Shooting in Oklahoma
Scorsese was determined to shoot the film in Oklahoma, where the story is based. He talked about the first time he visited Oklahoma and how he began to visualize shooting the movie there.
MS: Well, I think the first time was in 2019. It was a little confusing because of shooting ‘Irishman,’ doing the CGI, which was a longer post-production, four or five months, and then COVID hitting, but I know we were there before COVID. We at least had two trips there before COVID. For me, I am a New Yorker. I grew up in the lower East side of New York. I’m very urban. I don’t understand weather that much or where the sun is when you’re on the set. I was very surprised to learn that it’s set in the West. That’s because I was driving down Sunset Boulevard one time about 30 years ago, and I saw the sun setting and I said, it’s great. It’s “Sun-set Boulevard.” The sun sets in the West, I go, “oh, now I get it.” Anyway, when I got there, all I can tell you is those prairies are quite something and they open your mind and your heart. They are just beautiful. Especially driving on these roads, straight roads were prairie and on both sides, wild horses, bison and cows, but the wild horses just out to pasture for the rest of their lives and it was like idyllic. So I said, “Where do I put the camera at this point? How much of the sky? How much of the prairie?” Should it be 1.85 or should it be 235? We got to go 235. You’re going to want to see more of this land. Then I began to realize that the land itself could be sinister. In other words, you’re in a place like this and you don’t see people for miles. You could do anything. Particularly, it turns out a hundred years ago, for me, 1920 is like fifty years ago because I was born in 1942, so the 1920s are to me the way the 1990’s are now to younger people. So when they told me, “Marty, this is a hundred years ago,” I keep thinking, “why are we making a period piece? It’s like normal.” I mean, yes, they were old cars. So I said, “It’s not really a Western, it’s normal.” But when I saw that and I realized this is a place where you don’t need the law. I mean, you have the law, but the law isn’t working that way. You can make the law work for you if you’re smart enough, as we know now, many people do. What I mean by that is that it’s still a wide open territory. You have law, but it’s a wide open territory. So the place, as beautiful as it is, can shift to being very sinister. What I wanted to capture ultimately was the very nature of the virus or the cancer that creates this sense of an easygoing genocide. That’s why we went with the story with Mollie and Ernest because that’s the basis of the love. The love is the basis of trust. So when there’s betrayal that way, that deep, and we know that for a fact that it was that way. Here’s our story.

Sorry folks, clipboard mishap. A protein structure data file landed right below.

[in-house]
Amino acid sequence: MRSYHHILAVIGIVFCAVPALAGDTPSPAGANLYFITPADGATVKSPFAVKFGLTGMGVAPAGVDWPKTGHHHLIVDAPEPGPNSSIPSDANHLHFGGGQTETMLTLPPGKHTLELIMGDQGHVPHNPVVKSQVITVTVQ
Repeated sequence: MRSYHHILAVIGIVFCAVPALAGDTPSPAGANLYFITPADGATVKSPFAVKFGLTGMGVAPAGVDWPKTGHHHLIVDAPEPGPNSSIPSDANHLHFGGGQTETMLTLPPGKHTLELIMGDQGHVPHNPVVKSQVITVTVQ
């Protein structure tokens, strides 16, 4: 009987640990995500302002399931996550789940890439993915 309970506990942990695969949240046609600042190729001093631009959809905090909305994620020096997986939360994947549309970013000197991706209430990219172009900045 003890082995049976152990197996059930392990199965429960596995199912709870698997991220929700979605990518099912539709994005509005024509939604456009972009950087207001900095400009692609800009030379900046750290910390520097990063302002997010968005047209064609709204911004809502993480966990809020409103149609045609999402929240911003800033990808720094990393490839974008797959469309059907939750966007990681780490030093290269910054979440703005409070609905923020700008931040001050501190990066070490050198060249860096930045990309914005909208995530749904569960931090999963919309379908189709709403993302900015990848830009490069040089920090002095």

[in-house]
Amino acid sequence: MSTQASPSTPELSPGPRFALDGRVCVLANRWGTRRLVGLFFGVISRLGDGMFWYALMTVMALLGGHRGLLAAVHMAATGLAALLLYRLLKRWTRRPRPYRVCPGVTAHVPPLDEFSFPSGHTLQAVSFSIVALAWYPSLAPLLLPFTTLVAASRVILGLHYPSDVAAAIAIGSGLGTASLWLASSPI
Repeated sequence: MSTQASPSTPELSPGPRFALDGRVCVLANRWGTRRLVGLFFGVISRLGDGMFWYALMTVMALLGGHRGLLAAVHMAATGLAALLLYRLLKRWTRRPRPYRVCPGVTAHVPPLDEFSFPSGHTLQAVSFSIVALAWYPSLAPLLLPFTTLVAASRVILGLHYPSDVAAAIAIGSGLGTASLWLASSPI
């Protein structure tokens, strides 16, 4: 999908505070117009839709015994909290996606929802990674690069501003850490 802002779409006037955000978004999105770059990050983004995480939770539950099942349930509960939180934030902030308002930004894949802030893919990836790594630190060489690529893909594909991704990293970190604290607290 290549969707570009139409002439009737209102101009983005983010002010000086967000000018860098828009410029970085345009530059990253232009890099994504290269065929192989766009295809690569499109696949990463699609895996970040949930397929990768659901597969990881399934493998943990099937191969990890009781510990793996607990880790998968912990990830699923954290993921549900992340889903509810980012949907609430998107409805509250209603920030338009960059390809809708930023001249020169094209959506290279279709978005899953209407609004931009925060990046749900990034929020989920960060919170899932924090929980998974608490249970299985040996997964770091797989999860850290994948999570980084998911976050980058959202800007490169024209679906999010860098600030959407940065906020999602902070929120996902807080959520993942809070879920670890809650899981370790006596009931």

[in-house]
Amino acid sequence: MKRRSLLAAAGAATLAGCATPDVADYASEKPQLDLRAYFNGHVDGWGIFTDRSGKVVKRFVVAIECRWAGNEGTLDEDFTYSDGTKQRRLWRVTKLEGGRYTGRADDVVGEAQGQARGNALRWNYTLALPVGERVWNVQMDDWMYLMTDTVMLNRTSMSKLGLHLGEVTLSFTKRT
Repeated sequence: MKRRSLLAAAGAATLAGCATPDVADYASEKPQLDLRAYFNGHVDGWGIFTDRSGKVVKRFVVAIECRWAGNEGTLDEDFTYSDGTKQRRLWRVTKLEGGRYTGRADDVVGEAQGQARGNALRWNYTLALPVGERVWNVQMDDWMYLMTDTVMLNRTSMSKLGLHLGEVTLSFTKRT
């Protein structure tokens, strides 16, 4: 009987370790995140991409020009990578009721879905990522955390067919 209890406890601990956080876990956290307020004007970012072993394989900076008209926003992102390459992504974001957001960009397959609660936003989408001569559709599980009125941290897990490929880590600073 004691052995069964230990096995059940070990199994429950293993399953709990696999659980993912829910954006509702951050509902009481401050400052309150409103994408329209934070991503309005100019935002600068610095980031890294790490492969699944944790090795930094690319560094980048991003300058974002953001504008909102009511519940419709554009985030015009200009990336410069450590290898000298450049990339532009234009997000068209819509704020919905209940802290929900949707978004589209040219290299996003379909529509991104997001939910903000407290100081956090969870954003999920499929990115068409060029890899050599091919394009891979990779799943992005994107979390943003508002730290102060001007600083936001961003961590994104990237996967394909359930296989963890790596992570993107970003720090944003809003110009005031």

Historically Accuracy vs. Emotional Resonance
Scorsese also talked about balancing historical accuracy with what he calls the “emotional resonance” of the movie.
MS: This was a constant, historically accurate, and I should say the word “truthful.” You can have a ritual and you shoot a ritual is the way it should be, but it may have been slightly different at the time. We had a lot of support from the Osage authority, the experts who were giving us the indication of how to go about these things, Johnny Williams, and a number of other people. So with them, we tested the accuracy of the rituals, the weddings, the funerals, everything that happened at the funerals, all of this sort of thing. In some cases there was wiggle room because quite honestly, I think the last two generations of Osage forgot about or was taken out of their experience because they had to become white European, they had to become Christians, Catholics, or whatever. So they forgot about all that. In fact, there’s a new resurgence of the learning of the language. We had language teachers there, and Lily Gladstone learned the language and so did Leo, and so did De Niro who really fell in love with it and wanted to do more scenes in Osage. But I suggested that maybe it’s too much for him, but he just liked the sound of it. They were all learning again to put their culture back together through this movie and we were going with them. So what actually happened was, we would ask, does this person put the blanket on this way, is that right? Well, one person would say yes, I would say maybe no. Another one would say, you have a little room here to play with it and have some creative license. So that’s the way we did it throughout every scene that way. That was done a lot in pre-production and during the shoot. So we had that as a basis. There are ways that were never insistent, but there were ways they got to me, certain information where it was Marianne Bower, for example, one of our producers and she’s like my archivist, and she was able to help keep it all together between myself and the Osage.